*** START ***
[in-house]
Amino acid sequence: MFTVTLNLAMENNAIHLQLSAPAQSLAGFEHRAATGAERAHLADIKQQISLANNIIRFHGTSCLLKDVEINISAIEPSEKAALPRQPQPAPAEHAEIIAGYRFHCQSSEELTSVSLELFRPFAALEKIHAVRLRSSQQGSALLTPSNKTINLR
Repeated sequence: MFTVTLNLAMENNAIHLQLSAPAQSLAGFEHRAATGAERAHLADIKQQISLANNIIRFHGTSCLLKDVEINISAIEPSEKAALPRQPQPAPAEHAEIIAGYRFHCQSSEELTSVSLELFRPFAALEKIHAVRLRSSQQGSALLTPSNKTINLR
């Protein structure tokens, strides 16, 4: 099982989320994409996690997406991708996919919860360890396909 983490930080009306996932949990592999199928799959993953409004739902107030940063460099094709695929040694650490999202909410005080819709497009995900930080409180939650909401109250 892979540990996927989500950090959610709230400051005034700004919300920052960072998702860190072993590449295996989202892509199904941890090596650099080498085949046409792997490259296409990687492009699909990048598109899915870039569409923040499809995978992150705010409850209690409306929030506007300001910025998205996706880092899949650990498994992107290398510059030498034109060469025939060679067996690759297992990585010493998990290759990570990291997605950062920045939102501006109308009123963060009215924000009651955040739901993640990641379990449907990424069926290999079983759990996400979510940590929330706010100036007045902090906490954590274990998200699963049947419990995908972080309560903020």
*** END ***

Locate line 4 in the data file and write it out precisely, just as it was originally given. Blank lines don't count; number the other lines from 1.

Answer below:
């Protein structure tokens, strides 16, 4: 099982989320994409996690997406991708996919919860360890396909 983490930080009306996932949990592999199928799959993953409004739902107030940063460099094709695929040694650490999202909410005080819709497009995900930080409180939650909401109250 892979540990996927989500950090959610709230400051005034700004919300920052960072998702860190072993590449295996989202892509199904941890090596650099080498085949046409792997490259296409990687492009699909990048598109899915870039569409923040499809995978992150705010409850209690409306929030506007300001910025998205996706880092899949650990498994992107290398510059030498034109060469025939060679067996690759297992990585010493998990290759990570990291997605950062920045939102501006109308009123963060009215924000009651955040739901993640990641379990449907990424069926290999079983759990996400979510940590929330706010100036007045902090906490954590274990998200699963049947419990995908972080309560903020």